Wells was born in Camden and grew up in Haddonfield and served in the Marine Corps during World War II. He established his architectural practice in what is now Cherry Hill in 1953. He is best known locally for the distinctive and dramatic houses, churches, and libraries he designed, mostly in Camden and Burlington Counties, as well as in Stone Harbor, where his Wetlands Institute headquarters is a landmark.

He died at age 83 in 2009.

The earth-sheltered office “was his signature building,” said Bill Bolger, a retired historic landmarks program manager at the Philadelphia regional office of the National Park Service. He’s an advocate for preserving the office for use by an educational institution or a nonprofit that would bring attention to the architect’s impact in South Jersey and beyond.

“The office exhibited everything he was trying to advocate and the issues he was raising about the responsibility for the built environment to be ethical and nondestructive,” Bolger said. “Mac was at the peak of his career when he said, ‘I’m changing. I’m going to follow what I believe is right.’”

In 1965, Wells wrote a manifesto — he later described it as “a polemic against everything that had ever been built on the surface of the earth” — that was published in Progressive Architecture and was titled “Nowhere to Go but Down.”

The provocative essay assailed the obliteration of nature by the built environment with an almost Old Testament ferocity. Reaction was mixed; one reader wrote a letter to the magazine’s editor suggesting that Wells’ notion of a subterranean future “would have been more believable” if “written by an ostrich.”

Nevertheless, Wells soon was a prominent advocate for what he preferred to call “gentle architecture.” A talented watercolorist and illustrator, and an erudite, witty writer, he published a dozen books, including How to Build an Underground House and Recovering America; gave lectures across the country; and became a bit of a celebrity in the media, which he was adept at handling.

Sam Wells remembers a Philadelphia TV station sending a crew to South Jersey to do a story about his father — not because of his ideas, but because he rode a bicycle to and from work. The elder Wells, who sported a robust beard decades before such beards became a big thing, also was a contestant on the TV game show To Tell the Truth.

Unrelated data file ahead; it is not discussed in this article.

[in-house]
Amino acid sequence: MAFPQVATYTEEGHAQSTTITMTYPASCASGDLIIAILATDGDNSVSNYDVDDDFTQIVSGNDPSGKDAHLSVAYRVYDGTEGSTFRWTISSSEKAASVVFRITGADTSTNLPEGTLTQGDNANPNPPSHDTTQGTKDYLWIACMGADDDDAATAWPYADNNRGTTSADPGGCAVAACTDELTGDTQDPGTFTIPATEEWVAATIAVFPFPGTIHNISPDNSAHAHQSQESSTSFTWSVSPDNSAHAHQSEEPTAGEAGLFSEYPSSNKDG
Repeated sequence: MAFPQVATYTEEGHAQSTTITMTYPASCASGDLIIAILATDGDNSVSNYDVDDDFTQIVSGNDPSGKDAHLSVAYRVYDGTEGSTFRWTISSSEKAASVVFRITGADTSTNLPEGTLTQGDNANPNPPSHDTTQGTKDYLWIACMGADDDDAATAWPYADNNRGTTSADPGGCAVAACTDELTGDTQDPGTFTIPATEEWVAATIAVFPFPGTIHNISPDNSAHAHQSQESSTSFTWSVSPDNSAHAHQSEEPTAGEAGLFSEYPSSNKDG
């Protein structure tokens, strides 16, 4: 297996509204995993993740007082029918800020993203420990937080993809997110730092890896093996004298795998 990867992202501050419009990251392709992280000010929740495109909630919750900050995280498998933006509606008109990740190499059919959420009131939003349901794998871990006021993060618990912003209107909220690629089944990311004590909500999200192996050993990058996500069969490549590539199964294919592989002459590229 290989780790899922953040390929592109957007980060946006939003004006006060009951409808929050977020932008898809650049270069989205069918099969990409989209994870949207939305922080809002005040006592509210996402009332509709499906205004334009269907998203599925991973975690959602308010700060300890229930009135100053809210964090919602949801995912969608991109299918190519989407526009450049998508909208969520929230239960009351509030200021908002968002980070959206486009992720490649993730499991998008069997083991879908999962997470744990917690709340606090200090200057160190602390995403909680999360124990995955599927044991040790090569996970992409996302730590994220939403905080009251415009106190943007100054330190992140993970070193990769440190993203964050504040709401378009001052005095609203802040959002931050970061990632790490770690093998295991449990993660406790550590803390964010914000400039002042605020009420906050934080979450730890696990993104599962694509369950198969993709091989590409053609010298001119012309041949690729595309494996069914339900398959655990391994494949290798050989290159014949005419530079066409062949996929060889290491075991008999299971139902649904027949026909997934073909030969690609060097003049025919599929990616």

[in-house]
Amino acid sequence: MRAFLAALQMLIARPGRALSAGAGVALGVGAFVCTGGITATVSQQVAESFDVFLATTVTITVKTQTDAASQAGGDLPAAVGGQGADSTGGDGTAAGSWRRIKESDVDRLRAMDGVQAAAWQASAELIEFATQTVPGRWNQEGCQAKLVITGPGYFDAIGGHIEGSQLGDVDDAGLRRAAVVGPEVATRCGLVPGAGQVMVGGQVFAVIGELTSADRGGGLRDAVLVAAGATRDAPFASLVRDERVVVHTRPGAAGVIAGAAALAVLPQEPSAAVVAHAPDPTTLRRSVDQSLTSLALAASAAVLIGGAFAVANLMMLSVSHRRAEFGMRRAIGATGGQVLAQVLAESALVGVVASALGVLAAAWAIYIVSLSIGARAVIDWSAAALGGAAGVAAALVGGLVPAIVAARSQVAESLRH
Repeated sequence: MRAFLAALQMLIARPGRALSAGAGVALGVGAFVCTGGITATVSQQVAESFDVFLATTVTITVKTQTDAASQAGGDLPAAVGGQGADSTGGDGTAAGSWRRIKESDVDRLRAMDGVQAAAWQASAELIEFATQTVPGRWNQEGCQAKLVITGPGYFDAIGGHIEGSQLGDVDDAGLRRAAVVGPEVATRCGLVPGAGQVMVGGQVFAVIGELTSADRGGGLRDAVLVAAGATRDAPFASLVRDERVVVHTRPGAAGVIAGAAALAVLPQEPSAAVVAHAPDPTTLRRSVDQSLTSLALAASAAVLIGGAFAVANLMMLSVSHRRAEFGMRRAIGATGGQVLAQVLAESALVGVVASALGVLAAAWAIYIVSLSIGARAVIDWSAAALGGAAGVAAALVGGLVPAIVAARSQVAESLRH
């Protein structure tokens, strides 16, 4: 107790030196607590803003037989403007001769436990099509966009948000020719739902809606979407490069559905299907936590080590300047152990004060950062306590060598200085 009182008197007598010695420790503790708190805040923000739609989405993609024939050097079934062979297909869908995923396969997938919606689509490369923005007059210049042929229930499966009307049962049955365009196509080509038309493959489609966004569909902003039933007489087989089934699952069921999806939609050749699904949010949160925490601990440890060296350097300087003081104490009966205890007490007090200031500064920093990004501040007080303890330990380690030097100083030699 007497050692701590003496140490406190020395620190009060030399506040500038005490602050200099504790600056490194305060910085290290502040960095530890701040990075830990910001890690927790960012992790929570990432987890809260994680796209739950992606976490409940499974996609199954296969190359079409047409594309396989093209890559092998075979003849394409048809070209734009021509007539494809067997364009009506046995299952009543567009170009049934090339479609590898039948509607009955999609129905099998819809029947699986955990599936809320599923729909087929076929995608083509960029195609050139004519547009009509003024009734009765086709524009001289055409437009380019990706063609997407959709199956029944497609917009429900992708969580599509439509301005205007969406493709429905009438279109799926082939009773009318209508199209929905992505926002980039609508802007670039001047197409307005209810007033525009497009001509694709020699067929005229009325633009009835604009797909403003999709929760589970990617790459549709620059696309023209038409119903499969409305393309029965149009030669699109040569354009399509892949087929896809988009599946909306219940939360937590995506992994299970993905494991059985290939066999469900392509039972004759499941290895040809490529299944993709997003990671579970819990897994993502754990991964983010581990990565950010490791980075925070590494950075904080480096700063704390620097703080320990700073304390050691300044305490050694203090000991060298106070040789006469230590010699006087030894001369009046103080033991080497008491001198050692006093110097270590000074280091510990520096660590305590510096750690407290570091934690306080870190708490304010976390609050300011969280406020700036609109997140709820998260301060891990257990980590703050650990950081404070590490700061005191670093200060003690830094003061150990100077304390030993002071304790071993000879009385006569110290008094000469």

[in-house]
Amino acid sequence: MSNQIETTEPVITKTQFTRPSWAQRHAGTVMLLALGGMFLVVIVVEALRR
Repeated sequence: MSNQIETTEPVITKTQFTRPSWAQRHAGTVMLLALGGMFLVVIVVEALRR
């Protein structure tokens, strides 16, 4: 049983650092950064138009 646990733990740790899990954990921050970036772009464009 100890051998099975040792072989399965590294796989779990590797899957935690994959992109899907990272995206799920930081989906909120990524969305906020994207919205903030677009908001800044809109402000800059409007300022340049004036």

After a panel of judges on the show unanimously identified him as the famous fellow who wanted people to live underground, Wells won a carpet sweeper. “And our house didn’t even have carpets,” Sam Wells said.

Like Bolger, preservation advocate Martha Wright, who owns and lives in a Cherry Hill house that Wells designed for his own family, said the office should be creatively repurposed.

“We have a civic duty to preserve and share it with generations to come,” she said. “It’s an opportunity for Cherry Hill Township and the Cherry Hill Historical Society to embrace, celebrate, and recognize someone who made a difference and was very forward-thinking about the environment.”

In addition to the office, Wells’ South Jersey work includes a half-dozen striking houses in Cherry Hill’s Hunt Tract and Wilderness Acres neighborhoods. His residential commissions provided the township with a welcome dash of style during its mid-century rise.

One of those houses was demolished a few years ago; two of Wells’ best-known, if not necessarily best-loved, South Jersey buildings — the public libraries in Cherry Hill and Moorestown — also have been torn down since 2000. Some locals found the facilities uninviting or even ugly.

» READ MORE: For Moorestown's old library, 'time for it to go'

But Wells continues to attract new, younger admirers like Kevin Hofmann, an adjunct professor of architecture at both Kean University and the New Jersey Institute of Technology.

Hofmann grew up attending the Wells-designed library and First United Methodist Church in Moorestown, and said both buildings sparked his interest in architecture at a young age. And as an NJIT student, he did a summer project researching, visiting, and cataloging Wells’ buildings in South Jersey.

“If you know who Mac is, chances are you’re a fan,” he said. “That says something about the power of his work to live beyond him.”